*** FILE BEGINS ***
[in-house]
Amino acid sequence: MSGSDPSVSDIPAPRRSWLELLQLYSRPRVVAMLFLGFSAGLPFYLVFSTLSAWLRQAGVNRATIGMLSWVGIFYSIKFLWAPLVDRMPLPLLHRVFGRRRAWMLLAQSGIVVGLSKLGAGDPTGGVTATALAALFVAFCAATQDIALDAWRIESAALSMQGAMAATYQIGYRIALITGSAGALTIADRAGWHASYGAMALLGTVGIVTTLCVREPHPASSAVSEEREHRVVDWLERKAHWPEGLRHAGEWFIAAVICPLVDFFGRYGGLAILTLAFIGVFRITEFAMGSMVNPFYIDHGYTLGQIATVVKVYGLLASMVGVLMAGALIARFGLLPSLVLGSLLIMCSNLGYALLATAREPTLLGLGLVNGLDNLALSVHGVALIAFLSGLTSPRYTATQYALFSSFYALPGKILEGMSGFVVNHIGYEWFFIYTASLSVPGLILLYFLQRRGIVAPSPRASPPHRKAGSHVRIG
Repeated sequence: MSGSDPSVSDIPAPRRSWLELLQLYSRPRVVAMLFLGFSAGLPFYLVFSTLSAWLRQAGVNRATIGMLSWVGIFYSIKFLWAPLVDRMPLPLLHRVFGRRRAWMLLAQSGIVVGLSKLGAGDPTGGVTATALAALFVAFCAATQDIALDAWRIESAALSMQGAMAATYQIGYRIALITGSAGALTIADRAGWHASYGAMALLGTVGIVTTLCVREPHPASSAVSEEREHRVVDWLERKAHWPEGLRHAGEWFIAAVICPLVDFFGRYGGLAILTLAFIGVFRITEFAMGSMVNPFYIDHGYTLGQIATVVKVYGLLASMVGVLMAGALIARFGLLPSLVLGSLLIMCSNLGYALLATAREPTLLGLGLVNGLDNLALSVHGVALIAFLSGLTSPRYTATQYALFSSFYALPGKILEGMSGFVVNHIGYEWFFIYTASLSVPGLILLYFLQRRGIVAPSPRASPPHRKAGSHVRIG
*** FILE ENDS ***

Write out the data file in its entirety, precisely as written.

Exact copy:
[in-house]
Amino acid sequence: MSGSDPSVSDIPAPRRSWLELLQLYSRPRVVAMLFLGFSAGLPFYLVFSTLSAWLRQAGVNRATIGMLSWVGIFYSIKFLWAPLVDRMPLPLLHRVFGRRRAWMLLAQSGIVVGLSKLGAGDPTGGVTATALAALFVAFCAATQDIALDAWRIESAALSMQGAMAATYQIGYRIALITGSAGALTIADRAGWHASYGAMALLGTVGIVTTLCVREPHPASSAVSEEREHRVVDWLERKAHWPEGLRHAGEWFIAAVICPLVDFFGRYGGLAILTLAFIGVFRITEFAMGSMVNPFYIDHGYTLGQIATVVKVYGLLASMVGVLMAGALIARFGLLPSLVLGSLLIMCSNLGYALLATAREPTLLGLGLVNGLDNLALSVHGVALIAFLSGLTSPRYTATQYALFSSFYALPGKILEGMSGFVVNHIGYEWFFIYTASLSVPGLILLYFLQRRGIVAPSPRASPPHRKAGSHVRIG
Repeated sequence: MSGSDPSVSDIPAPRRSWLELLQLYSRPRVVAMLFLGFSAGLPFYLVFSTLSAWLRQAGVNRATIGMLSWVGIFYSIKFLWAPLVDRMPLPLLHRVFGRRRAWMLLAQSGIVVGLSKLGAGDPTGGVTATALAALFVAFCAATQDIALDAWRIESAALSMQGAMAATYQIGYRIALITGSAGALTIADRAGWHASYGAMALLGTVGIVTTLCVREPHPASSAVSEEREHRVVDWLERKAHWPEGLRHAGEWFIAAVICPLVDFFGRYGGLAILTLAFIGVFRITEFAMGSMVNPFYIDHGYTLGQIATVVKVYGLLASMVGVLMAGALIARFGLLPSLVLGSLLIMCSNLGYALLATAREPTLLGLGLVNGLDNLALSVHGVALIAFLSGLTSPRYTATQYALFSSFYALPGKILEGMSGFVVNHIGYEWFFIYTASLSVPGLILLYFLQRRGIVAPSPRASPPHRKAGSHVRIG